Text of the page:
It was a long process, but after a year Kevin was recording mixes for the station part-time with minimal support from Sara and Kim.  Kevin’s mixes got better and better and in 2014, he started mixing for a weekly show on WJLB on Saturdays from 10pm – 2am, now ranked as the top radio show in Detroit during the timeslot.  Tune in!

 

George's Story

George G’s song began when he took an interest in music at just five-years-old, and that song has been with him ever since.

From church to school, George played his trumpet everywhere. He was devoted to the instrument, and when it came time to select a place of higher learning, he enrolled at the University of Michigan, managing to enter the competitive Michigan Marching Band. All the while, continuously scoring high grades towards his Aerospace Engineering degree.

One day, in the summer of George’s freshman year in 2011, the music stopped.

“I was on my way to help my dad with a tire change on the highway when the accident happened,” said George. “My car hit the side of a trailer, which flipped a Bobcat earth mover onto my car. By that time my dad already got help. He was retracing my route because I didn’t pick up my phone and actually came across the scene of the accident.”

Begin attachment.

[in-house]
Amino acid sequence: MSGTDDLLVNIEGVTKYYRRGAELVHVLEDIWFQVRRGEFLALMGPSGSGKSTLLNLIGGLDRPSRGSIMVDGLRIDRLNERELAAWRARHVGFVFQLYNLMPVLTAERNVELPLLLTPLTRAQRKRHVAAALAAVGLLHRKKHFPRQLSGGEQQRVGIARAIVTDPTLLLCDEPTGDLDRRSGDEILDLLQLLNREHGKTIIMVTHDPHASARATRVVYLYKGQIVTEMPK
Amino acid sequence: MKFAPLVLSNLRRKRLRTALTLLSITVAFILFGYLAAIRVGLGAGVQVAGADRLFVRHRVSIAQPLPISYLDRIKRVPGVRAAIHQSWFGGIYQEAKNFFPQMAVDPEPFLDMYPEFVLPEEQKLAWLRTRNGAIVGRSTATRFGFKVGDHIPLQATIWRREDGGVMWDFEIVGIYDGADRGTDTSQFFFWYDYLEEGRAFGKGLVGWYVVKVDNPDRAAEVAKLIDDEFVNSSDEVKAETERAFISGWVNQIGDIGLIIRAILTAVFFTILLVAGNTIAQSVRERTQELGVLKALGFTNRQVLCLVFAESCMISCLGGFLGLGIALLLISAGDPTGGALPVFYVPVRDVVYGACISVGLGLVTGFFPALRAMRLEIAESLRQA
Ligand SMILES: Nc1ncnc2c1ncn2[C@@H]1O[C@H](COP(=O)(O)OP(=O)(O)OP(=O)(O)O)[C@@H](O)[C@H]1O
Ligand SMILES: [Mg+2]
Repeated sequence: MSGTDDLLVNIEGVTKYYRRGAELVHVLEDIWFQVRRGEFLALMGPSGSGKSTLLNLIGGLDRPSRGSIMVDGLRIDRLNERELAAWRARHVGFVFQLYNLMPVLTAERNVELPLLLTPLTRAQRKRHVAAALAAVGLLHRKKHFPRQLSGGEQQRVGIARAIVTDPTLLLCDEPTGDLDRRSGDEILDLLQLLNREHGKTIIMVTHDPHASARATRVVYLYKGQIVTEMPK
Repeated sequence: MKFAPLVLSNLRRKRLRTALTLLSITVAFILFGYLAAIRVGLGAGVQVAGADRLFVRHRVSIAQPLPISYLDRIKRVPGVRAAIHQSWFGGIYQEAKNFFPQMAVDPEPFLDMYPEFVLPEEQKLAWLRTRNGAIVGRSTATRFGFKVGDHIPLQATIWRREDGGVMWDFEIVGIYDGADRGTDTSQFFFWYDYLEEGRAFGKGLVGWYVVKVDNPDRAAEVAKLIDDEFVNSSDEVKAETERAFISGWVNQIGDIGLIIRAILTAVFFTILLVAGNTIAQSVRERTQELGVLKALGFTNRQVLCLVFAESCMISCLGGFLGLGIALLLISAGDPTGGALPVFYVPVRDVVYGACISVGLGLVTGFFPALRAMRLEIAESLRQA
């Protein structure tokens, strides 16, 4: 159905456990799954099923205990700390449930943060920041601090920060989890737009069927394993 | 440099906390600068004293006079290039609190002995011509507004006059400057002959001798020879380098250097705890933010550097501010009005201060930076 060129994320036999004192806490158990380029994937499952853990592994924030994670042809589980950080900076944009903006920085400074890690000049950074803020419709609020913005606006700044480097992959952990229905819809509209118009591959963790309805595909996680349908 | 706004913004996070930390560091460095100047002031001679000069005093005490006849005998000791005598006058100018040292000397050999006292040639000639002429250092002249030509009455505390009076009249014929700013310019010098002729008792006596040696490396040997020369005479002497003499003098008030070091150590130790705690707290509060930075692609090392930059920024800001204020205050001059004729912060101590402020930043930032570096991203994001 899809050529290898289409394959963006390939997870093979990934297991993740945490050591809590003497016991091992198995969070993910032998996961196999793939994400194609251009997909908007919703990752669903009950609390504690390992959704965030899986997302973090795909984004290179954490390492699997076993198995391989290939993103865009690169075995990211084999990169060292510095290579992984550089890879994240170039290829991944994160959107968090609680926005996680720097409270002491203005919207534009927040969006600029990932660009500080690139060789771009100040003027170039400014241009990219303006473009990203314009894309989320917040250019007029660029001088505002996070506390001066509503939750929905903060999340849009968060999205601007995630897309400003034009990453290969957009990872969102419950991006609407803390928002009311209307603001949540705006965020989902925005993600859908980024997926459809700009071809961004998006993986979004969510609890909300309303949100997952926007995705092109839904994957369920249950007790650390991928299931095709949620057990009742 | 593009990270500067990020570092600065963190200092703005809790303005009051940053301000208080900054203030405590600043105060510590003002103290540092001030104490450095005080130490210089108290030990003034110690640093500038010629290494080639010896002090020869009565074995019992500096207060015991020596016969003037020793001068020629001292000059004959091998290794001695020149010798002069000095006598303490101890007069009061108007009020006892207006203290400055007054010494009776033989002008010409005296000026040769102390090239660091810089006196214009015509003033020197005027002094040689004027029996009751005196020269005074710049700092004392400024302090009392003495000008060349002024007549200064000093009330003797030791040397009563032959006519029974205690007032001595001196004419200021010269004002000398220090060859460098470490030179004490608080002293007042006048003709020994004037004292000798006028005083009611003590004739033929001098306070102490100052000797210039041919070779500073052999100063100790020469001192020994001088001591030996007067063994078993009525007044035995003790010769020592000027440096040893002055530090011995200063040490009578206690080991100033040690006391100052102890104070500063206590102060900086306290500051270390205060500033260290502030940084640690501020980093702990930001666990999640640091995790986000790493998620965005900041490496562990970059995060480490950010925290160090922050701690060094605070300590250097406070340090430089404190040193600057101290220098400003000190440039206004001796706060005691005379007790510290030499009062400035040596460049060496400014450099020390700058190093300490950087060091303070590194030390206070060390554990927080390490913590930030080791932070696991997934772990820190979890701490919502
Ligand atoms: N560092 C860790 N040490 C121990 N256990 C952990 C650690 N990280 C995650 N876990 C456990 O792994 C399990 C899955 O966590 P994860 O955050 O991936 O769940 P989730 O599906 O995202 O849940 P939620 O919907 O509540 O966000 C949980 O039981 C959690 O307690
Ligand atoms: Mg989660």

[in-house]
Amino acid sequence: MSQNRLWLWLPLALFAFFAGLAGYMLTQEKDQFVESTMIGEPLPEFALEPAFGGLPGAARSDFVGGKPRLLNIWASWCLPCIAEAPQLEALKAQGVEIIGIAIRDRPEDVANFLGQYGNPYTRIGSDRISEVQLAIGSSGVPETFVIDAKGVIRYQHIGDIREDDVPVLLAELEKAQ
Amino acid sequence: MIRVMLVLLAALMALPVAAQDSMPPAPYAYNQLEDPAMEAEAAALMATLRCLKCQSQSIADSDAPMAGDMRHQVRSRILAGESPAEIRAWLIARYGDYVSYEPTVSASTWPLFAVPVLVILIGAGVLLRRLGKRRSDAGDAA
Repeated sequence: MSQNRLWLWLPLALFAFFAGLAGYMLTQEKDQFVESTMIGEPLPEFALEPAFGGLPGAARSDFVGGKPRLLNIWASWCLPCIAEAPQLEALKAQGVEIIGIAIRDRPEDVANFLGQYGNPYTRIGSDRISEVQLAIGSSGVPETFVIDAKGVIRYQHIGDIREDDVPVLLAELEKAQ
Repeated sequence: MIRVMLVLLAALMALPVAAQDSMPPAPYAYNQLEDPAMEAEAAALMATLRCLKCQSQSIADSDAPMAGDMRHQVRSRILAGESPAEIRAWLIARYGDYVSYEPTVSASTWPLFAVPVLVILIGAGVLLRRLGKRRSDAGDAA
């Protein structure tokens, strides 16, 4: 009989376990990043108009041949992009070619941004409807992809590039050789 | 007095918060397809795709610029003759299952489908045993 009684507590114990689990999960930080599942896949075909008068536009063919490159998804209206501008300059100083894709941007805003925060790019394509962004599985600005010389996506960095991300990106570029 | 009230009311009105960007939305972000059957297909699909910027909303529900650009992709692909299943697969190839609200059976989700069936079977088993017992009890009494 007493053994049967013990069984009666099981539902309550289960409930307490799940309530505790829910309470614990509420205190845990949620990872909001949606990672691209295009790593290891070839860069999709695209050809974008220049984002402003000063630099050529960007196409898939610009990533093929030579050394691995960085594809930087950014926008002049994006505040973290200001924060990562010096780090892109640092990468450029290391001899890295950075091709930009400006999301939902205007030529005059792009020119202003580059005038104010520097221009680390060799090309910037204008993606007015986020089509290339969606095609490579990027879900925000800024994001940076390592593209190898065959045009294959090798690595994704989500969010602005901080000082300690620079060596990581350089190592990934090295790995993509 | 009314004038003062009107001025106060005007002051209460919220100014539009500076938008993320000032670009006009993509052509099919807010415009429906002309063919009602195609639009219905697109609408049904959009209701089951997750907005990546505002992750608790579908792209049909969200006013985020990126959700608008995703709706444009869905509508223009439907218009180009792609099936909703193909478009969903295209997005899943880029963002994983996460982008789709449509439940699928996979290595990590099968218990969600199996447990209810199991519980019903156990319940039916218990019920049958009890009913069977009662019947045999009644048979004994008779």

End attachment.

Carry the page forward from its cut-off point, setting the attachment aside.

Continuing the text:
Critically-injured, George was airlifted to a nearby hospital where medical scans revealed multiple fractures, including a shattered arm and extensive leg injuries.  When George’s cognitive functioning began to rapidly decline a week later, he was diagnosed with a severe brain injury.  After undergoing 10 surgeries, including two brain surgeries, and intensive sub-acute rehabilitation, George was discharged from the hospital to begin the next phase of his recovery at an inpatient facility.

His family’s search for high quality neurorehabilitation and care led them to Special Tree’s NeuroCare Campus in Romulus, where George was transferred in November 2011.

 “We were so fortunate to find Special Tree,” said Connie G., George’s mother.   “I remember another young man who was admitted to the hospital at about the same time as George, and he didn’t have the same options that we did because he was not in Michigan when he was injured. That young man’s recovery was very different because he wasn’t able to go to a place like Special Tree.”

When George arrived at Special Tree, he was still on a ventilator and in a state of waking sleep.  He maintained basic motor skills like standing with assistance, but had little cognitive awareness. To help George achieve the best outcome possible, Special Tree’s highly specialized therapy team developed an integrated rehabilitation plan that addressed his specific needs and care.  Therapists also assured George’s family that everyone would need to work together as a team – family and Special Tree staff – to help George through his recovery.

“That was so comforting to hear, especially after little stumbles or incidents,” said Connie. “I had no idea how much therapists did here. The speech therapists helped him do more than just speech – they helped him learn to swallow and tolerate water and food.”